Pre-ride Stretches that Increase Flexibility, Range of Motion and Reduce Post-ride Discomfort
Posted on August 17 2015
Stretching for success. Achieving a better lower body position in 4 simple pre-ride stretches.
As a riders, we have always been told that our seat and lower leg position are key to balance, harmony and communication with the horse. But often we can experience tightness and limited flexibility in our hips, back and lower leg which can effect overall performance.
The following are 4 simple stretches to help increase flexibility, range of motion and reduce post-ride discomfort.
1. Forward Lunge: Start in the ‘forward lunging’ position. Your body should initially be touching the ground in 5 places (both hands, one knee, both feet Fig. 1). After achieving balance, you can finish the stretch by placing the palms of your hands on your forward knee and opening up your shoulders as shown in figure 2. Do this stretch slowly, alternating between each side. You should feel this through the front of you legs, gluteus and back.
Fig 1. Fig 2.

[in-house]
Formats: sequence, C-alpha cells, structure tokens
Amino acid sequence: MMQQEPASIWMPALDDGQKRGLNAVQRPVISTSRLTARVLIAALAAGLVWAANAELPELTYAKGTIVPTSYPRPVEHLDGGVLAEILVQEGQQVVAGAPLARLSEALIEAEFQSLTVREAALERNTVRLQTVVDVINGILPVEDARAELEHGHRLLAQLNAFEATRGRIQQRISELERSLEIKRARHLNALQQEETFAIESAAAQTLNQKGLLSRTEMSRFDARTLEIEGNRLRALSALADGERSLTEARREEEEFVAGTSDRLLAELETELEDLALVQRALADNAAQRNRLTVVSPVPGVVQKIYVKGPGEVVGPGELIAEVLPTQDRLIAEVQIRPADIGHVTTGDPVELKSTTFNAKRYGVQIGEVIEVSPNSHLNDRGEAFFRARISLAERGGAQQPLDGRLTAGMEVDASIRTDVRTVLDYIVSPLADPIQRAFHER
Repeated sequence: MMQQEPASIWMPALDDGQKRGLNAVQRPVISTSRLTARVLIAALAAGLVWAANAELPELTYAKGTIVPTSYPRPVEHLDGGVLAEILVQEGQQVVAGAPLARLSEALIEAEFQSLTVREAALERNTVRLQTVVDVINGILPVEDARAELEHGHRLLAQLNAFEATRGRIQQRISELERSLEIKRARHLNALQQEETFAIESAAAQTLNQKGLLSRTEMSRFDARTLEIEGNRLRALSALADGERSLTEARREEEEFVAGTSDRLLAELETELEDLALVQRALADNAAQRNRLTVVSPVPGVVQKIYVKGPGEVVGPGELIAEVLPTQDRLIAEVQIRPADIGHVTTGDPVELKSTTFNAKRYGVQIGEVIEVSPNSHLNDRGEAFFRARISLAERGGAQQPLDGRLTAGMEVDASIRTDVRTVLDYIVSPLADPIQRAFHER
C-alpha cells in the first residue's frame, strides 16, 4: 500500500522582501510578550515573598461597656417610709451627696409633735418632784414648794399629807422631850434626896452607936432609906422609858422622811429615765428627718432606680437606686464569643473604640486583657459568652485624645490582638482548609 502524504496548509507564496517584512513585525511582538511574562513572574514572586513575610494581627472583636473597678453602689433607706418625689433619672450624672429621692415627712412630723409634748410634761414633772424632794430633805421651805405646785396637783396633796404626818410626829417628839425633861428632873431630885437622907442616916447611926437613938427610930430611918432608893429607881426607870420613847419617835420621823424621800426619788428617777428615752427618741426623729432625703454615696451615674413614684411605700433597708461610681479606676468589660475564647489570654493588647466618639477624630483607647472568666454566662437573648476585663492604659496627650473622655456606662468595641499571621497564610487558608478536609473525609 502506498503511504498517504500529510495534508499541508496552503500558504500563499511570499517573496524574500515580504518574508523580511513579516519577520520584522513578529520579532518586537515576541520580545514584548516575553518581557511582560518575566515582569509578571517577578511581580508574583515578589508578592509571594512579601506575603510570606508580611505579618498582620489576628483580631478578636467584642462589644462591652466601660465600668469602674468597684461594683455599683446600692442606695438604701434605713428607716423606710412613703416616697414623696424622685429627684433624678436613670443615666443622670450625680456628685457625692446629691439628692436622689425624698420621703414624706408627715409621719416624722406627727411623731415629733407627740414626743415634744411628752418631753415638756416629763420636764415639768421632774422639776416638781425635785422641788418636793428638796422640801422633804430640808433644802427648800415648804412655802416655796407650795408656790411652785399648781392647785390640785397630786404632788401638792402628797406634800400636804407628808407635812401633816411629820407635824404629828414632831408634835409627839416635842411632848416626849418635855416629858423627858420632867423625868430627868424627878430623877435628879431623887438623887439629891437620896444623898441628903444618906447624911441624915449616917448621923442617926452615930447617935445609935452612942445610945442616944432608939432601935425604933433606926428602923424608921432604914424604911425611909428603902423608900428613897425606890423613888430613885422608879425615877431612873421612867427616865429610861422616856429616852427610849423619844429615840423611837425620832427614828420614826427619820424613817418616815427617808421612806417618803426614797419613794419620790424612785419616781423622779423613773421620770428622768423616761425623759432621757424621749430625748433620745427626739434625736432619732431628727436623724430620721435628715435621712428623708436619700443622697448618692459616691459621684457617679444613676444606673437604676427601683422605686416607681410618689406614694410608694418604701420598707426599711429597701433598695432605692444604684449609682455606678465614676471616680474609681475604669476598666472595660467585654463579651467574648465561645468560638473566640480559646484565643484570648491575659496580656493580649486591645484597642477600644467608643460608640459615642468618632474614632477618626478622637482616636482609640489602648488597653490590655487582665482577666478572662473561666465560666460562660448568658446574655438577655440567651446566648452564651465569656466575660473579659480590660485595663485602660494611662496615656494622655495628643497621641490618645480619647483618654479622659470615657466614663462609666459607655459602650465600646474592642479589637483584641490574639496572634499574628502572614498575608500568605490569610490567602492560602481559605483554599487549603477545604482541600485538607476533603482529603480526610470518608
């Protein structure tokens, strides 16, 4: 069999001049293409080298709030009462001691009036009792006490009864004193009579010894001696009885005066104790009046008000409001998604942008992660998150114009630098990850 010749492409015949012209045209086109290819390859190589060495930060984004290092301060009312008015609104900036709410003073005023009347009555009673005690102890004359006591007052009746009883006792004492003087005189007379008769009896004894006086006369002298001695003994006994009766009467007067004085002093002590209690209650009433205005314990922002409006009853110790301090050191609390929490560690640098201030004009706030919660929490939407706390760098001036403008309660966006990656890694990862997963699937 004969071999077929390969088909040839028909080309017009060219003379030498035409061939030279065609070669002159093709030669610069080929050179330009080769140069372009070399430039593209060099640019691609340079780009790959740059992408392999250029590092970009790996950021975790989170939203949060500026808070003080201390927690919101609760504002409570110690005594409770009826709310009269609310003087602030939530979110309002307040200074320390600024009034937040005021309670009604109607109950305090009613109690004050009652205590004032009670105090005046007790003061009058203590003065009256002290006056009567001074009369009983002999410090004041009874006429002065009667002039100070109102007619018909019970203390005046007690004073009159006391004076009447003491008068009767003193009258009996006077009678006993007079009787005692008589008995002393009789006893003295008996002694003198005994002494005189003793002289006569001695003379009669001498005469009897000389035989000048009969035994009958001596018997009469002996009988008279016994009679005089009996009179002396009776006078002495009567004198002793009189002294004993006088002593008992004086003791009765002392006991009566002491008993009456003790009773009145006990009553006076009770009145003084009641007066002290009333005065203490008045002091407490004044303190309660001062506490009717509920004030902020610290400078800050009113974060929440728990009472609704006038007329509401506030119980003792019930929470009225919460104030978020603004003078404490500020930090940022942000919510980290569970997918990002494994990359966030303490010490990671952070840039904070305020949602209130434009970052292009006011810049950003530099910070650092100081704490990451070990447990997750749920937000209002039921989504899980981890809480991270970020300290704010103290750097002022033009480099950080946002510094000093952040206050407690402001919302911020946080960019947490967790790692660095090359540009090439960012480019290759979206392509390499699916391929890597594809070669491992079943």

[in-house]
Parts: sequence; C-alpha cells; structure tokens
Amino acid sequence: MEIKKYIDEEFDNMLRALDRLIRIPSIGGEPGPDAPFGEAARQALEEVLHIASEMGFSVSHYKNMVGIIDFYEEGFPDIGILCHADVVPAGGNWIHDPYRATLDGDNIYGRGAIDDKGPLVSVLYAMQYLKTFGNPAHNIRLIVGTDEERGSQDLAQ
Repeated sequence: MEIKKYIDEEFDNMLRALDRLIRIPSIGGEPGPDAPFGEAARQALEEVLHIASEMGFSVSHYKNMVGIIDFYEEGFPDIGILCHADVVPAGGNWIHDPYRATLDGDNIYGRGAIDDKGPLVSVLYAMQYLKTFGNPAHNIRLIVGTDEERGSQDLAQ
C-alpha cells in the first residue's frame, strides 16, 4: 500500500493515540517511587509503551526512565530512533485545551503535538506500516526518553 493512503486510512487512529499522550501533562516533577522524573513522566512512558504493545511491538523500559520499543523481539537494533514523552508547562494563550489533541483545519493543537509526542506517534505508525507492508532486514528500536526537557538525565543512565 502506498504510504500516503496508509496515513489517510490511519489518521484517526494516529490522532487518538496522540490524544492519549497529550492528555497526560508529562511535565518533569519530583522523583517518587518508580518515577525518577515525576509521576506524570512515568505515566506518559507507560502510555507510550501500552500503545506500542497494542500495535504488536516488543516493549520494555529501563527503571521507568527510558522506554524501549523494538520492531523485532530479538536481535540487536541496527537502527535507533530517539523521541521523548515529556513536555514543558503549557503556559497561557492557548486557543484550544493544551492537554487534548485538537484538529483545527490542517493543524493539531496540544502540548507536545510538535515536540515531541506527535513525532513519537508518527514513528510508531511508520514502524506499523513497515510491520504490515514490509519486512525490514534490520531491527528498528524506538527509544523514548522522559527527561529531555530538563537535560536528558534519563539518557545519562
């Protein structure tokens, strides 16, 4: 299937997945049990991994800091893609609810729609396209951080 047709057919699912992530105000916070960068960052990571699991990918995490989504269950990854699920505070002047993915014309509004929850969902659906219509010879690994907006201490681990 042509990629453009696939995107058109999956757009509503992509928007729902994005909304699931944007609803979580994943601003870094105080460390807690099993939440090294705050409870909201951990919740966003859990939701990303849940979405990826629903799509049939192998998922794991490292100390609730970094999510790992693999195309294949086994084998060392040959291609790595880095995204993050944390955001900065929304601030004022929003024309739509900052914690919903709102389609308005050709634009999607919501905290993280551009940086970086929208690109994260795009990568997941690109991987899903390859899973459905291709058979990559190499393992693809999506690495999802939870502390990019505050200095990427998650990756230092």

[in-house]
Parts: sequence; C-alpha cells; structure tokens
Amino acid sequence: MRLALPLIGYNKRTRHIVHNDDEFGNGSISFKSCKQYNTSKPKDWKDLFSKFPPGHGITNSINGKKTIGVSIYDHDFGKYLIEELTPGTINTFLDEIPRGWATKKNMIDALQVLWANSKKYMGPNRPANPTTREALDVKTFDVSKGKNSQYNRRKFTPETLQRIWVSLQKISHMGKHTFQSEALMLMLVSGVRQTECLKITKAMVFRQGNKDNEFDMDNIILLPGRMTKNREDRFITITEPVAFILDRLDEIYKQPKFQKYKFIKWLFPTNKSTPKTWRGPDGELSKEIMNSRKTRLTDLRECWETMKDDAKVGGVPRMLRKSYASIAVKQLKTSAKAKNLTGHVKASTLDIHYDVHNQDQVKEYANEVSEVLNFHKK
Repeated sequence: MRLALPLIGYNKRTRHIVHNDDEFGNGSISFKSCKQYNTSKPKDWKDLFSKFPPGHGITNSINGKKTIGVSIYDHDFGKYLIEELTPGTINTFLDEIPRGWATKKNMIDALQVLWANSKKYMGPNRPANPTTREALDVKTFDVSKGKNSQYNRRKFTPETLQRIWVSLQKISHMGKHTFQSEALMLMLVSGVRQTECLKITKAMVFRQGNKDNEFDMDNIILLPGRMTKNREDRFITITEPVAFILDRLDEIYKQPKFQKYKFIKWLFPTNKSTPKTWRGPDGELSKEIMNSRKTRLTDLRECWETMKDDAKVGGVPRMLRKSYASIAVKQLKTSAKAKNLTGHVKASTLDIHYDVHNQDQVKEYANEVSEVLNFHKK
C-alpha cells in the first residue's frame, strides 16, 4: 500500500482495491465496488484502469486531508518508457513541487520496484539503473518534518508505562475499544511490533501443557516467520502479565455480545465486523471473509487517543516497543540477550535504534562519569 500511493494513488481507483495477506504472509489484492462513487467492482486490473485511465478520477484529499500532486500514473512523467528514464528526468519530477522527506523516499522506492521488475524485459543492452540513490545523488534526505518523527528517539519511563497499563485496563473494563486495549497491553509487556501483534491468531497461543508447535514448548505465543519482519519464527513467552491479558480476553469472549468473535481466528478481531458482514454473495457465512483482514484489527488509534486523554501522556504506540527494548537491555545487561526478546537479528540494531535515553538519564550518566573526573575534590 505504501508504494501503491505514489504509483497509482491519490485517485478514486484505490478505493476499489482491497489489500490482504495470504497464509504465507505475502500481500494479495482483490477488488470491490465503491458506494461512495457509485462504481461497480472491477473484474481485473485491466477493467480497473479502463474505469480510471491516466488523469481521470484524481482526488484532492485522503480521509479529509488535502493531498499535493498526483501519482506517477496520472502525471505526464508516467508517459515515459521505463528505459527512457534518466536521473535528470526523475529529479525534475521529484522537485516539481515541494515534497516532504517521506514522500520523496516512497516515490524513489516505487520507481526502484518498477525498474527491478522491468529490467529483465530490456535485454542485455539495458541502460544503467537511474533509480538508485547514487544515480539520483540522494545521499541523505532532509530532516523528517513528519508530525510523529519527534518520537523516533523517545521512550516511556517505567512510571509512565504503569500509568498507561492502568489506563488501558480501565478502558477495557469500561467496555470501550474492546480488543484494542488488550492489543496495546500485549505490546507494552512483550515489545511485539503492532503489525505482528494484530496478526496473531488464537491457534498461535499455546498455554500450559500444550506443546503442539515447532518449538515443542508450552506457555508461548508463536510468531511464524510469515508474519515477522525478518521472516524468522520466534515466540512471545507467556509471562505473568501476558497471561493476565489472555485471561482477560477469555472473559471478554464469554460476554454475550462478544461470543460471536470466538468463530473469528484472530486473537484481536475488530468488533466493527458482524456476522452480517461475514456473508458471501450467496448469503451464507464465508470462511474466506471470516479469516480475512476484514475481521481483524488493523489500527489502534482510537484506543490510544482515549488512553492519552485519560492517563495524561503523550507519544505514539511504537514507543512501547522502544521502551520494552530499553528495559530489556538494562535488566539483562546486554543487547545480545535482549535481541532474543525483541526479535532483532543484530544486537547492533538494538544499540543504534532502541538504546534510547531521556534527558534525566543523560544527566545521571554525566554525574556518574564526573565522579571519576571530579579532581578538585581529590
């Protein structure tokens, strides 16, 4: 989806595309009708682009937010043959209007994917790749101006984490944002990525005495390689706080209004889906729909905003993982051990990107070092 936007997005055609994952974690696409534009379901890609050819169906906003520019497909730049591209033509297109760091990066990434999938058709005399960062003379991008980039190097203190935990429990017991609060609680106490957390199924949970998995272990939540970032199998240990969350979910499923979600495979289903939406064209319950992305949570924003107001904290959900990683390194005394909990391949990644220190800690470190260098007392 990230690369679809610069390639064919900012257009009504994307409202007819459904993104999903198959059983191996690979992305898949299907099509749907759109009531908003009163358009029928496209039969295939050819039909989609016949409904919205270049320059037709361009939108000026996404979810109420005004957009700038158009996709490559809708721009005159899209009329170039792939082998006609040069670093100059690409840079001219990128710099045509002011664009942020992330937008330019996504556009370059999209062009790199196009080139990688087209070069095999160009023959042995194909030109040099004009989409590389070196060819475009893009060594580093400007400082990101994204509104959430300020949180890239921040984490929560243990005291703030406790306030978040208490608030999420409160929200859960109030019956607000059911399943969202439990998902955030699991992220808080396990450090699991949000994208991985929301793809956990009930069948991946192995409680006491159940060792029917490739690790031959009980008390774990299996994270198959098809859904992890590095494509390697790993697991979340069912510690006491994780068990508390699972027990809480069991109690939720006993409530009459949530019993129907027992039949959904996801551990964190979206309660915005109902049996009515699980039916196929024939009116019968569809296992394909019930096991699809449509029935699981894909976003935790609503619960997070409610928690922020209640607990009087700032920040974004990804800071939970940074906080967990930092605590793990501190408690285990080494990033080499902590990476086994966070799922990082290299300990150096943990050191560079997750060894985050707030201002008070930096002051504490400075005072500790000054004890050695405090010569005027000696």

2. Hamstring Stretch: This is definitely one that I am working on and it can be a problem spot for many riders! After lying on your back, use a towel (as shown) or band around the foot. Keep your knee locked as you gently raise the foot off the mat. After you have reached your ‘max’ point, hold it there for a few seconds then back off, repeat and alternate legs. You will be amazed at how much more you can stretch in just 1 minute on each leg!
3. Hip Flexor & Lower Back: This is a super stretch when done properly! Starting in a sitting position, cross one let over the other with a bent knee as shown. Take your hand closest to the bent knee and rest it on the knee. Take the other hand and rest it behind you. This will be your ‘weight-bearing arm.’ Open your shoulder and gently rotate your back towards the weight barring arm. Maintain this stretch for 15-20 seconds then alternate to the other side.
4. Hip Flexer: This second stretch for the hip flexors is great right before you get on to ride. While standing with your feet and hips straight ahead, widen your stance (usually with your feet a little wider than your shoulders). With hands on your hips/upper leg, bend to the left, keeping your right knee locked, while bending the left knee. You should be feeling the stretch through the left side where your leg meets your hip.
- Never stretch “Cold.” Jump on your bike or take a short run before you stretch and ride to get the maximum benefits.
- Push yourself to do a bit more each time, but always stretch safe. If you ever feel pops, pain, tingling, or numbness, stop and consult a professional.
- Take your time. Set aside time each day for yourself to maintain your body in order to be the rider your horse deserves!
by Suzannah Simon of EqueSimon Dressage